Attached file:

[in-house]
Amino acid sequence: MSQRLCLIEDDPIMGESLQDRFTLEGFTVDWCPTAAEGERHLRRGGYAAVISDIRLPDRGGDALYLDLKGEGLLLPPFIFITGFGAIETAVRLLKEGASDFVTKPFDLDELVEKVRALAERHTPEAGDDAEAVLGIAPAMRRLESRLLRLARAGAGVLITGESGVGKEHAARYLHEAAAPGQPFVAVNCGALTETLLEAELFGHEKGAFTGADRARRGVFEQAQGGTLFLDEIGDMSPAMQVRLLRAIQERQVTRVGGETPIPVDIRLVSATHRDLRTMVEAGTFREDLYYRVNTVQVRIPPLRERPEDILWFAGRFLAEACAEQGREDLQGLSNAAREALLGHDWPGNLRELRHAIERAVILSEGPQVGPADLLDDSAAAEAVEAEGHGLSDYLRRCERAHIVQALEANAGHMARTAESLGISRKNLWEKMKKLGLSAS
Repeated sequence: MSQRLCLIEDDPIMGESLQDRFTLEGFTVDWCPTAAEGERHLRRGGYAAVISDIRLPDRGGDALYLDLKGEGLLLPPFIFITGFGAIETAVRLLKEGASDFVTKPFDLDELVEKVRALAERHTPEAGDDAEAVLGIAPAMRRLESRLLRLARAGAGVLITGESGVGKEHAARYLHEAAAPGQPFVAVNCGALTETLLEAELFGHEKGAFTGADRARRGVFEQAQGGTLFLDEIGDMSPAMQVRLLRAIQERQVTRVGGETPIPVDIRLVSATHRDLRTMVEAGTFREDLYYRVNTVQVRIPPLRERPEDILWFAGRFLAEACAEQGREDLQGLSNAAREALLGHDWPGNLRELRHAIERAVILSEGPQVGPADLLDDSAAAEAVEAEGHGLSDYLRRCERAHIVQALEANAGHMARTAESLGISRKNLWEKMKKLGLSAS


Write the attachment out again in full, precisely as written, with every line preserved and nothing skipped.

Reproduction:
[in-house]
Amino acid sequence: MSQRLCLIEDDPIMGESLQDRFTLEGFTVDWCPTAAEGERHLRRGGYAAVISDIRLPDRGGDALYLDLKGEGLLLPPFIFITGFGAIETAVRLLKEGASDFVTKPFDLDELVEKVRALAERHTPEAGDDAEAVLGIAPAMRRLESRLLRLARAGAGVLITGESGVGKEHAARYLHEAAAPGQPFVAVNCGALTETLLEAELFGHEKGAFTGADRARRGVFEQAQGGTLFLDEIGDMSPAMQVRLLRAIQERQVTRVGGETPIPVDIRLVSATHRDLRTMVEAGTFREDLYYRVNTVQVRIPPLRERPEDILWFAGRFLAEACAEQGREDLQGLSNAAREALLGHDWPGNLRELRHAIERAVILSEGPQVGPADLLDDSAAAEAVEAEGHGLSDYLRRCERAHIVQALEANAGHMARTAESLGISRKNLWEKMKKLGLSAS
Repeated sequence: MSQRLCLIEDDPIMGESLQDRFTLEGFTVDWCPTAAEGERHLRRGGYAAVISDIRLPDRGGDALYLDLKGEGLLLPPFIFITGFGAIETAVRLLKEGASDFVTKPFDLDELVEKVRALAERHTPEAGDDAEAVLGIAPAMRRLESRLLRLARAGAGVLITGESGVGKEHAARYLHEAAAPGQPFVAVNCGALTETLLEAELFGHEKGAFTGADRARRGVFEQAQGGTLFLDEIGDMSPAMQVRLLRAIQERQVTRVGGETPIPVDIRLVSATHRDLRTMVEAGTFREDLYYRVNTVQVRIPPLRERPEDILWFAGRFLAEACAEQGREDLQGLSNAAREALLGHDWPGNLRELRHAIERAVILSEGPQVGPADLLDDSAAAEAVEAEGHGLSDYLRRCERAHIVQALEANAGHMARTAESLGISRKNLWEKMKKLGLSAS